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Book Review: We Need New Names – NoViolet Bulawayo

Coming off the ecstatic high that was Kintu, it is safe to assume that I was given a rude awakening concerning the differences of writing styles portrayed by Jennifer & NoViolet.

Why on earth, did I expect them to have similar writing styles, I hear you ask. Well your guess is as good as mine!

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Dear God!! Am I one of those people that subconsciously believes that Africa is one country?!

I often hear individuals refer to themselves as “I am a people person”, while, I personally claim no such thing – I do believe that I am a child person. I like kids and will take to them with out much thought.

This was all until I read this book.

You see, for about 50% of the book, NoViolet has the uncanny ability to take you on the trails and adventures of a 10 year old child. No. You don’t get it. Into their head. Their thoughts. Their reactions. Page turn by page turn, another day into the life of this child and their crew.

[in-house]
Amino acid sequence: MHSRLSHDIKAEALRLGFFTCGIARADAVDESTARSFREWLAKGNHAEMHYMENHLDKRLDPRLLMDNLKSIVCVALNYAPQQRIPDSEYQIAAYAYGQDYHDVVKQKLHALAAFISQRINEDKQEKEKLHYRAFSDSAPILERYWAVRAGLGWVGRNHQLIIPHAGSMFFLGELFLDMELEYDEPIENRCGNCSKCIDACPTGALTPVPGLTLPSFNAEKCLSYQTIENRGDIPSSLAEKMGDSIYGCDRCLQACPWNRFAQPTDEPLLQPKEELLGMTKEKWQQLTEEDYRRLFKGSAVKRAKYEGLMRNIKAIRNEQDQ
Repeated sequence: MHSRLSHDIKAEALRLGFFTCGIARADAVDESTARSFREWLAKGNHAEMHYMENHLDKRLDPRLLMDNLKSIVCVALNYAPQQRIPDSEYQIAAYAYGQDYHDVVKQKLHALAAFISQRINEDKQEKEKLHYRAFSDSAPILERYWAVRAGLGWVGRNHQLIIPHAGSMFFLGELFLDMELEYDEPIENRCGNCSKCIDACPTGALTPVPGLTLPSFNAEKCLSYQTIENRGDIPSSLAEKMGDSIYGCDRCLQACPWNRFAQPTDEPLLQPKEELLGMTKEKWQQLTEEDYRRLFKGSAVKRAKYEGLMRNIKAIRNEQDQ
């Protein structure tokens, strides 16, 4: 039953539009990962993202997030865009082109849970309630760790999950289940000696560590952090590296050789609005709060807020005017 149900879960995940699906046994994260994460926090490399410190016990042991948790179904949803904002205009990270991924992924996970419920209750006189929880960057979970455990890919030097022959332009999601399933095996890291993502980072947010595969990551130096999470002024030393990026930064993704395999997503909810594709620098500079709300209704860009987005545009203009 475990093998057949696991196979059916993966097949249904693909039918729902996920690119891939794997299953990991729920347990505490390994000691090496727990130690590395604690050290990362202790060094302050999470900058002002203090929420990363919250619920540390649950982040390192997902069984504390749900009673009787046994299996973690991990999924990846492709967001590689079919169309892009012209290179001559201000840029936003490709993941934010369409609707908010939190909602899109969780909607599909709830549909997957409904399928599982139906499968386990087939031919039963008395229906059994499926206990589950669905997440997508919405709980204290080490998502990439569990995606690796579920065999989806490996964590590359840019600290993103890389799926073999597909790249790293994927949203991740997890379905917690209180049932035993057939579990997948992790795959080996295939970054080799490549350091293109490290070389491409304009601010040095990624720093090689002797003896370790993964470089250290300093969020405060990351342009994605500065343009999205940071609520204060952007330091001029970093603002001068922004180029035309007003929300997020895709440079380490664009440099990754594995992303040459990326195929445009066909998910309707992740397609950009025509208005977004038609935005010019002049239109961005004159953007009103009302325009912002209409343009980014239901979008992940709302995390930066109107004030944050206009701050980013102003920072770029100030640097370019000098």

The language, the mannerisms – everything!

I was listening to this 10 year old speak all the time and I was getting slightly irritated. Okay. Maybe, it wasn’t just slightly. There was a point in this book where I shouted, WHERE ON EARTH ARE THE ADULTS? IS THIS REALLY GOING TO HAPPEN??

Hmm… Mayhaps, this is a credit to her! How on earth did she do this? Like morph into the mind of a child for purposes of writing a book?

But then all of a sudden, it all stopped. Poof! Now we were fast tracked into this teenagers life. New experiences, New sights, New sounds, New mannerisms. And then just like that – The End!

No. This book left me feeling rather short-changed. I have so many questions that are unanswered!

Maybe the whole point of the book was lost on me!

One thing that did sneak out towards the end, was the plight & somewhat bleakishly sad existence of the nkuba-kyeyos (the ones who go to the ever plush greenfield of opportunity that is the west).

(Update) One other thing: I have always been a fan of languages that integrate with English and give it that sheng umph! You know, like how some East Africans can use Swahili in an English sentence and you still get the point… NoViolet does that.

My take away, if you hear me using the work kaka, it’s not what you think.

In south western Uganda, Kaka refers to a grandparent or a great-grand parent depending on the traditions/customs of your family.

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In this book, it totally means something else!